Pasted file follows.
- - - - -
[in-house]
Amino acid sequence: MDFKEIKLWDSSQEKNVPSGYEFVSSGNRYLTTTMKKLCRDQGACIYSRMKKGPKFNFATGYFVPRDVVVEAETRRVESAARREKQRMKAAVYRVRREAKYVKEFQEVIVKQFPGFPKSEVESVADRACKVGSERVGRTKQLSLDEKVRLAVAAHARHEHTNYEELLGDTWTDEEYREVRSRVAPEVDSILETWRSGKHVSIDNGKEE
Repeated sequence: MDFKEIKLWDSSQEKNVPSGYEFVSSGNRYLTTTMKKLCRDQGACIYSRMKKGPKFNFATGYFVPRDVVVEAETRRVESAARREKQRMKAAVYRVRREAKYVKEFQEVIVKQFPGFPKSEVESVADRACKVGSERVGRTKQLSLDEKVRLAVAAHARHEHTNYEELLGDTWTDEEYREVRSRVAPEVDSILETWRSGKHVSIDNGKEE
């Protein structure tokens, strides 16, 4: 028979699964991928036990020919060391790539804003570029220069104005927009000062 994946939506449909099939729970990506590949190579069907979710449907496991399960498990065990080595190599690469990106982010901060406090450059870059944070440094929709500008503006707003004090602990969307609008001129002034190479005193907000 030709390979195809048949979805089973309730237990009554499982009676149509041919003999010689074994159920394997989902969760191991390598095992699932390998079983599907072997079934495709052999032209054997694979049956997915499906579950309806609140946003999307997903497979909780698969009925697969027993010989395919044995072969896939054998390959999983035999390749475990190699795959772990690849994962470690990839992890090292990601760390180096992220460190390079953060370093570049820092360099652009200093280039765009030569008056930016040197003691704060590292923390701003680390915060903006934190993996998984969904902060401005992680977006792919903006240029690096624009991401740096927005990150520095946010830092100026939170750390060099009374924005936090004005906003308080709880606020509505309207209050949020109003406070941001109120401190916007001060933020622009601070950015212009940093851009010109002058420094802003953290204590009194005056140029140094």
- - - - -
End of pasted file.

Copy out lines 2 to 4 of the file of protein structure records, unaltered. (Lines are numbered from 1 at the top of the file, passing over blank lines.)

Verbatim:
Amino acid sequence: MDFKEIKLWDSSQEKNVPSGYEFVSSGNRYLTTTMKKLCRDQGACIYSRMKKGPKFNFATGYFVPRDVVVEAETRRVESAARREKQRMKAAVYRVRREAKYVKEFQEVIVKQFPGFPKSEVESVADRACKVGSERVGRTKQLSLDEKVRLAVAAHARHEHTNYEELLGDTWTDEEYREVRSRVAPEVDSILETWRSGKHVSIDNGKEE
Repeated sequence: MDFKEIKLWDSSQEKNVPSGYEFVSSGNRYLTTTMKKLCRDQGACIYSRMKKGPKFNFATGYFVPRDVVVEAETRRVESAARREKQRMKAAVYRVRREAKYVKEFQEVIVKQFPGFPKSEVESVADRACKVGSERVGRTKQLSLDEKVRLAVAAHARHEHTNYEELLGDTWTDEEYREVRSRVAPEVDSILETWRSGKHVSIDNGKEE
């Protein structure tokens, strides 16, 4: 028979699964991928036990020919060391790539804003570029220069104005927009000062 994946939506449909099939729970990506590949190579069907979710449907496991399960498990065990080595190599690469990106982010901060406090450059870059944070440094929709500008503006707003004090602990969307609008001129002034190479005193907000 030709390979195809048949979805089973309730237990009554499982009676149509041919003999010689074994159920394997989902969760191991390598095992699932390998079983599907072997079934495709052999032209054997694979049956997915499906579950309806609140946003999307997903497979909780698969009925697969027993010989395919044995072969896939054998390959999983035999390749475990190699795959772990690849994962470690990839992890090292990601760390180096992220460190390079953060370093570049820092360099652009200093280039765009030569008056930016040197003691704060590292923390701003680390915060903006934190993996998984969904902060401005992680977006792919903006240029690096624009991401740096927005990150520095946010830092100026939170750390060099009374924005936090004005906003308080709880606020509505309207209050949020109003406070941001109120401190916007001060933020622009601070950015212009940093851009010109002058420094802003953290204590009194005056140029140094």